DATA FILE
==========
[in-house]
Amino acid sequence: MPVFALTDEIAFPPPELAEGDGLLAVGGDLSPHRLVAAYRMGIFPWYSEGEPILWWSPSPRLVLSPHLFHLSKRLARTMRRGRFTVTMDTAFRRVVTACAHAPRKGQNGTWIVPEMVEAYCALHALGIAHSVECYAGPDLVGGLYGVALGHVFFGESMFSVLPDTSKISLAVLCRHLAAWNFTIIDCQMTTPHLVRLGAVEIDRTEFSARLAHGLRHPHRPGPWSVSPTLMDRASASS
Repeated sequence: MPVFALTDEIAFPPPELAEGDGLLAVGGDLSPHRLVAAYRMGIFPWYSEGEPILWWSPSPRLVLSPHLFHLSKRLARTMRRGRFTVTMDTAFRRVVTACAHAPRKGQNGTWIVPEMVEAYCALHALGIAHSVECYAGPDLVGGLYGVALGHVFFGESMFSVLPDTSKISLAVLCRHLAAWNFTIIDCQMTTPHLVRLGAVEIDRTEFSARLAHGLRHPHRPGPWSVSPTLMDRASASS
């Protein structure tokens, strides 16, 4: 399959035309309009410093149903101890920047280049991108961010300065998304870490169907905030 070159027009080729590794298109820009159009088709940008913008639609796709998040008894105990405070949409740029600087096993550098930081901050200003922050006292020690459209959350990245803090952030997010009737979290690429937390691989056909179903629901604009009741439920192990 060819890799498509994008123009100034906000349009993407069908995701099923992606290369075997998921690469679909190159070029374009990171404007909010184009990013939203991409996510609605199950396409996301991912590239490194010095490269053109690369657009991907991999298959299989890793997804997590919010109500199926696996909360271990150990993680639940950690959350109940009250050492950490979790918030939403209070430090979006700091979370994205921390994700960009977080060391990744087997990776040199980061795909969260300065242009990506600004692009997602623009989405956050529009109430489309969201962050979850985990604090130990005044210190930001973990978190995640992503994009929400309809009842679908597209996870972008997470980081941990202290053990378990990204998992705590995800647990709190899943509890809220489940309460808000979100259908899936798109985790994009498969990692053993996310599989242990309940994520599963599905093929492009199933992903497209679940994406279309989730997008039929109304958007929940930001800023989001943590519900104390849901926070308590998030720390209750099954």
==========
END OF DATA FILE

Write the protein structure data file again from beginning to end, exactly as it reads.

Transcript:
[in-house]
Amino acid sequence: MPVFALTDEIAFPPPELAEGDGLLAVGGDLSPHRLVAAYRMGIFPWYSEGEPILWWSPSPRLVLSPHLFHLSKRLARTMRRGRFTVTMDTAFRRVVTACAHAPRKGQNGTWIVPEMVEAYCALHALGIAHSVECYAGPDLVGGLYGVALGHVFFGESMFSVLPDTSKISLAVLCRHLAAWNFTIIDCQMTTPHLVRLGAVEIDRTEFSARLAHGLRHPHRPGPWSVSPTLMDRASASS
Repeated sequence: MPVFALTDEIAFPPPELAEGDGLLAVGGDLSPHRLVAAYRMGIFPWYSEGEPILWWSPSPRLVLSPHLFHLSKRLARTMRRGRFTVTMDTAFRRVVTACAHAPRKGQNGTWIVPEMVEAYCALHALGIAHSVECYAGPDLVGGLYGVALGHVFFGESMFSVLPDTSKISLAVLCRHLAAWNFTIIDCQMTTPHLVRLGAVEIDRTEFSARLAHGLRHPHRPGPWSVSPTLMDRASASS
């Protein structure tokens, strides 16, 4: 399959035309309009410093149903101890920047280049991108961010300065998304870490169907905030 070159027009080729590794298109820009159009088709940008913008639609796709998040008894105990405070949409740029600087096993550098930081901050200003922050006292020690459209959350990245803090952030997010009737979290690429937390691989056909179903629901604009009741439920192990 060819890799498509994008123009100034906000349009993407069908995701099923992606290369075997998921690469679909190159070029374009990171404007909010184009990013939203991409996510609605199950396409996301991912590239490194010095490269053109690369657009991907991999298959299989890793997804997590919010109500199926696996909360271990150990993680639940950690959350109940009250050492950490979790918030939403209070430090979006700091979370994205921390994700960009977080060391990744087997990776040199980061795909969260300065242009990506600004692009997602623009989405956050529009109430489309969201962050979850985990604090130990005044210190930001973990978190995640992503994009929400309809009842679908597209996870972008997470980081941990202290053990378990990204998992705590995800647990709190899943509890809220489940309460808000979100259908899936798109985790994009498969990692053993996310599989242990309940994520599963599905093929492009199933992903497209679940994406279309989730997008039929109304958007929940930001800023989001943590519900104390849901926070308590998030720390209750099954």